West Winging It

Can a British citizen take over the American presidency and fix all the ills in the land while remaining vastly popular?

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Given my nation of birth, Britain, it could be expected that my personal politics would be heavily influenced by the ethical socialism that proved popular in the 20th century. I do, however, draw several of my influences from American idealism, and the notion of the American Dream. Using capitalism and the benefits of a free market economy to better one’s self, regardless of status, is an empowering ideal. However, while sharing a common language, our two nations vary greatly — which made the fact that I’d just chosen to be President of the United States all the more daunting. How would my British political upbringing influence my control of the most powerful nation on earth?

As I took office, the situation was somewhat dire. GDP was in the toilet, the overall standard of health was poor, unemployment was moderately high and there were pervasive levels of crime. The national spending deficit was $203 billion, while national debt sat at $3.3 trillion. My 316 million citizens lived with numerous threats to their health and well-being: there were vigilante mobs taking the judicial system into their own hands, anti-social behavior was rife, internet crime was ruining the digital sphere and alcohol abuse and drug addiction were reaching epidemic levels. This all combined with an uncompetitive economy, a strong skills shortage, high levels of homelessness and years of unrestricted environmental policies producing record levels of pollution — which had created an asthma epidemic. All-in-all, the land of the free and the home of the brave was in a rather mixed state.

My first year was tough and my policies were strict. I raised the police force budget, granting the intelligence services enough money to construct a satellite network to heavily monitor every facet of criminal activity. I introduced stronger prisoner tagging to closely watch possible reoffenders. I subsidized youth clubs, to keep teens off the street, drafted child labor laws to keep students in school and doubled education spending, giving every student a laptop to enable better learning. Strong restrictions were placed on alcohol to reduce its consumption and sale, and the effects that alcohol abuse had on crime and health. (I later regretted this when it became near impossible to enjoy a gin and tonic.) A telecommuting initiative was enacted to reduce the pressure on the road network and to cut down on pollution — as a result, Los Angeles residents spent less time on notoriously clogged freeways, down to a mere nine hours per day. A debt protection law helped those affected by dodgy loan deals, but it didn’t help my popularity. After the first six months, polls suggested only 38 percent would re-elect me.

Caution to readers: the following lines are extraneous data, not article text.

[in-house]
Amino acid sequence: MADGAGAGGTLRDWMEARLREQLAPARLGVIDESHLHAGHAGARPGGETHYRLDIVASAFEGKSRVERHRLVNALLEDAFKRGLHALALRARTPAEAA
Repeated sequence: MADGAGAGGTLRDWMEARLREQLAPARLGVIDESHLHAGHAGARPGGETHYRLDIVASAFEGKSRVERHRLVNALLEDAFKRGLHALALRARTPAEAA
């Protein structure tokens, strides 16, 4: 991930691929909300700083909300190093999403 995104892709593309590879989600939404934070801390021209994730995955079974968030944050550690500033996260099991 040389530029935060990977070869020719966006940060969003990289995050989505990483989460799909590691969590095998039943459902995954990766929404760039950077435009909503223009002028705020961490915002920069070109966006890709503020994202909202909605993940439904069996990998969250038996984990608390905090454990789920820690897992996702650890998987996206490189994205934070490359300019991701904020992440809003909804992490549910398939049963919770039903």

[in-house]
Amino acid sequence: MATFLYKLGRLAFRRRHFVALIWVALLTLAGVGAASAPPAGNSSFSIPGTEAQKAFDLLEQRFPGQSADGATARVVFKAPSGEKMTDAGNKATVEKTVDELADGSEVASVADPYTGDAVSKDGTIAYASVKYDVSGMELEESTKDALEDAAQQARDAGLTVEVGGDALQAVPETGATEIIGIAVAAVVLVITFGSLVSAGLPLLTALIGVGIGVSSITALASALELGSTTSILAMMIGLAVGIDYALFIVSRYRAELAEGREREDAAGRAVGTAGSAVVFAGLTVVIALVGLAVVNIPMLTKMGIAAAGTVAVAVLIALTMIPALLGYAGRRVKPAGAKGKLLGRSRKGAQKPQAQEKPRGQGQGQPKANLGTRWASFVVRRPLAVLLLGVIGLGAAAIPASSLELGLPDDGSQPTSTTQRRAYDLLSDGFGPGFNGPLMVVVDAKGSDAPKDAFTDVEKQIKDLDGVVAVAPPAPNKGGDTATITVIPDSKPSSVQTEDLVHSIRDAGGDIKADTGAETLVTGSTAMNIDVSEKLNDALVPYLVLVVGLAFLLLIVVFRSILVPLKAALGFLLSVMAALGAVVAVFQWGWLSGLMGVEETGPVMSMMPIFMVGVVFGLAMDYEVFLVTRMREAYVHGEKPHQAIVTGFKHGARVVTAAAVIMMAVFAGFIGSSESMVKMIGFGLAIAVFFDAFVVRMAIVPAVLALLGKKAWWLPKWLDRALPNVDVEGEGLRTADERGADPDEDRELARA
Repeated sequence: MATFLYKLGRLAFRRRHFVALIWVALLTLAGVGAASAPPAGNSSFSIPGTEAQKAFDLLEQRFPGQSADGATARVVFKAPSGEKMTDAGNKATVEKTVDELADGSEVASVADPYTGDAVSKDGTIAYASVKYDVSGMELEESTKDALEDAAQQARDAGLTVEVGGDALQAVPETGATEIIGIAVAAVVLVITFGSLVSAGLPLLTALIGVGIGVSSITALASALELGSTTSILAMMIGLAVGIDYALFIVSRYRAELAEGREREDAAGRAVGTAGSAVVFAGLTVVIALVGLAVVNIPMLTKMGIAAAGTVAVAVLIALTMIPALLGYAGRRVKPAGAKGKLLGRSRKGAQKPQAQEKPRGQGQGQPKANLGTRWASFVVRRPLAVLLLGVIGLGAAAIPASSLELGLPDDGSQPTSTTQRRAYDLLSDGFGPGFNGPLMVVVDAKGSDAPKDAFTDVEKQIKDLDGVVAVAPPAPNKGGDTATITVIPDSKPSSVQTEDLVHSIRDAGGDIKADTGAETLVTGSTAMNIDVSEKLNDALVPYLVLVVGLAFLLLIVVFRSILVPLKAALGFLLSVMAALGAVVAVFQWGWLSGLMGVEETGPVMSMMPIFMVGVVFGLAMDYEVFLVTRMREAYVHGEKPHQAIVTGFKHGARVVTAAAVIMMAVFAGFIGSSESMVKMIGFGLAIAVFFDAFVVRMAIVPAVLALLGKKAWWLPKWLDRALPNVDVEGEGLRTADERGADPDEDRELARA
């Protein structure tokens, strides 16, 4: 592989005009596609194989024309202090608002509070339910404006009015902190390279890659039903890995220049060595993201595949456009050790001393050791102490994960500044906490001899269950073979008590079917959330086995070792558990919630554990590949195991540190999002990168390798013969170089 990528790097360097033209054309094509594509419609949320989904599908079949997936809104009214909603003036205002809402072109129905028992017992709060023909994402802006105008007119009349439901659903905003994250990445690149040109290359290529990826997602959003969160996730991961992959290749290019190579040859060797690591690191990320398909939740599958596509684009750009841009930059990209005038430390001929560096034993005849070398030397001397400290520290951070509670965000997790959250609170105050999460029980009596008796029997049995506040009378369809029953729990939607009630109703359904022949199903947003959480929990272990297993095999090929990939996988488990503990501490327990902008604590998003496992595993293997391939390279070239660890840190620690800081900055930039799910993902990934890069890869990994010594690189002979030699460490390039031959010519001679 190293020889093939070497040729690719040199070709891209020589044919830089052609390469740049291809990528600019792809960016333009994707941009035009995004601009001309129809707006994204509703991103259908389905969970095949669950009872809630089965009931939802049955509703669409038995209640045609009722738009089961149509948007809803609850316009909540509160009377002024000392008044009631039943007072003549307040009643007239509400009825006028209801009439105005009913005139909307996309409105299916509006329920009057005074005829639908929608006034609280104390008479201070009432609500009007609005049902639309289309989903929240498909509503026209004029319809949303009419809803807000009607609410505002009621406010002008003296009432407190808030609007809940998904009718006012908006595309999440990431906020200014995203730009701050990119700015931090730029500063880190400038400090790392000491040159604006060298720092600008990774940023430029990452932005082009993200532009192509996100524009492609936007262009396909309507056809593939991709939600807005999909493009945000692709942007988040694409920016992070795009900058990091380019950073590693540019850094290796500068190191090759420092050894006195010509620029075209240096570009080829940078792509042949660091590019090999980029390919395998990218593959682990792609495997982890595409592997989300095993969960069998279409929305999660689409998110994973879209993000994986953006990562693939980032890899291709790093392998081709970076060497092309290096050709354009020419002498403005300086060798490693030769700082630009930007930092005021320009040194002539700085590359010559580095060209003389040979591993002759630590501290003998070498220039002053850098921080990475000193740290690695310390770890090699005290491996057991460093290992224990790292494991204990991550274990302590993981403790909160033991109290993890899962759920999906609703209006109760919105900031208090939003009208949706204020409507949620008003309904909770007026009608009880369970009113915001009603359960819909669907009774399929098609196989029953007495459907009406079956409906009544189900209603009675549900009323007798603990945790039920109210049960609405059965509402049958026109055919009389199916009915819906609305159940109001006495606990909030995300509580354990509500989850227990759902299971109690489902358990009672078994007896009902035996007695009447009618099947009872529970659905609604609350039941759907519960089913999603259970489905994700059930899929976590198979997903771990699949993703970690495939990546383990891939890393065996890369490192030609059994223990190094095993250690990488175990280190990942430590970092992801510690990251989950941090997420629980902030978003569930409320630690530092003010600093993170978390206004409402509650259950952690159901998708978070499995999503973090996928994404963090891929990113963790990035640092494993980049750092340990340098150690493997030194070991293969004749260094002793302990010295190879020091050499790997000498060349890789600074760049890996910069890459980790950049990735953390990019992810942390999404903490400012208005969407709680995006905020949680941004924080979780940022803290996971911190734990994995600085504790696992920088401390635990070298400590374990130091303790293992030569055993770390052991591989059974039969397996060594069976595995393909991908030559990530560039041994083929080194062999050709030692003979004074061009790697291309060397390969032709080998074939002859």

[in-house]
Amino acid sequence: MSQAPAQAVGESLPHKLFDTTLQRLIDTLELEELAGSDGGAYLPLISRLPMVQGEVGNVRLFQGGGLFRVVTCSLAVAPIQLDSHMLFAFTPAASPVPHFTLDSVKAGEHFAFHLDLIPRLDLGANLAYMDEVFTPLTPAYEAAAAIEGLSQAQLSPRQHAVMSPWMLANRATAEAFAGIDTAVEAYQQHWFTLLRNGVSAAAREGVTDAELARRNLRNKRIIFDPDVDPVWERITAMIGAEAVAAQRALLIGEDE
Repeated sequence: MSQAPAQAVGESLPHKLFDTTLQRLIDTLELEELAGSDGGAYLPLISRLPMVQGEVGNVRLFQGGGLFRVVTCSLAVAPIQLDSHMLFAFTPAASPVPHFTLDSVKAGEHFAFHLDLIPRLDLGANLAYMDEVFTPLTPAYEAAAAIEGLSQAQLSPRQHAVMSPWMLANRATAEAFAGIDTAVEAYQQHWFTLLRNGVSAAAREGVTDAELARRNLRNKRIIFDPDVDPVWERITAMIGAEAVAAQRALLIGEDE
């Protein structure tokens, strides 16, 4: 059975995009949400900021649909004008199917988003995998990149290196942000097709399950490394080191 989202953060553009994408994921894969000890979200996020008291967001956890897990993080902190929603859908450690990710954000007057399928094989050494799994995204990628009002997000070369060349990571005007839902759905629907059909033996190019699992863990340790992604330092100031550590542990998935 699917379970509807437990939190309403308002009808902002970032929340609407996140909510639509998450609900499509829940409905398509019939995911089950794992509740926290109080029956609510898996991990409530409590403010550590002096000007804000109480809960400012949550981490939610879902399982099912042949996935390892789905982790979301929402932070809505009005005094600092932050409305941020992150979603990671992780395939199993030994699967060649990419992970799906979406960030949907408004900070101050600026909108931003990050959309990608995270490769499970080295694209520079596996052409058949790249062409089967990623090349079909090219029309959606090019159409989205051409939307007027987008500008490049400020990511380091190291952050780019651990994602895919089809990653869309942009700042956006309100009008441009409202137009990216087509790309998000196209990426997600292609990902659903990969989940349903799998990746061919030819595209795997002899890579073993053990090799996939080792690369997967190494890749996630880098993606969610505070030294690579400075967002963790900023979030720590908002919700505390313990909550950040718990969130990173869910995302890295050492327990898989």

The rest of the year, I placed focus on health, tripling the budget of all federal and state health programs into a nationwide, fully-funded health service — my British upbringing an obvious factor here. I received staunch opposition from capitalists and conservative members of society, but I proceeded unabashed. Unfortunately, the costs associated led to our national credit rating dropping from B to CCC — the wealthy were up in arms. As appeasement, I cut $100 billion from the military budget, balancing that by appointing a UN ambassador with a strong focus on foreign relations. Now patriots hated me. Being President is tough.

My first 365 days, however, ended on a positive note. Debt had risen to $4.2 trillion, but GDP and national health were rising, and my militant policing had led to an end of vigilante mobs and anti-social behavior, and crime as a whole was down. As a result, 62 percent would re-elect me. I savored a near-impossible-to-acquire martini.

I started my second year with a goal to improving the nation’s finances. I closely studied my expenditure and income reports, and made my decisions. Income tax was cut by 7 percent, and in its place came a carbon tax, which proportionally taxed individuals and businesses based on their emissions. The reason was two-fold: it would reduce pollution, which would help the asthma epidemic, in turn leading to less coughing interrupting me during cabinet meetings. It would also raise significantly more money than income tax — the first three months alone saw a surplus of $404 billion on the balance sheet. This enabled a hybrid car initiative and the introduction of major fines for heavy polluters. The uncompetitive economy ended as productivity increased, which in turned raised GDP and bumped the credit rating back up to B. Sure, there was a stress epidemic due to healthier citizens working longer hours, but I’d just cut income tax so they could suck it up and keep working.

For the latter half of the year, I was pretty much coasting. America entered a state of crime-free utopia, with citizens able to freely walk the street at night. Of course, the human rights society was taking to radio to complain that my extensive policing hurt personal liberties, but a freedom of information act that guaranteed individuals wouldn’t be spied on soon smoothed over that crack. I then noticed that creationism was still being taught in schools, which I swiftly cracked down on. Religious leaders branded me the devil, but, as the year drew to a close, evolution was the only acceptable teaching method for the nation’s youth. I finished my second year as President feeling pretty smug. That ended when I was told my support had dropped to 57 percent.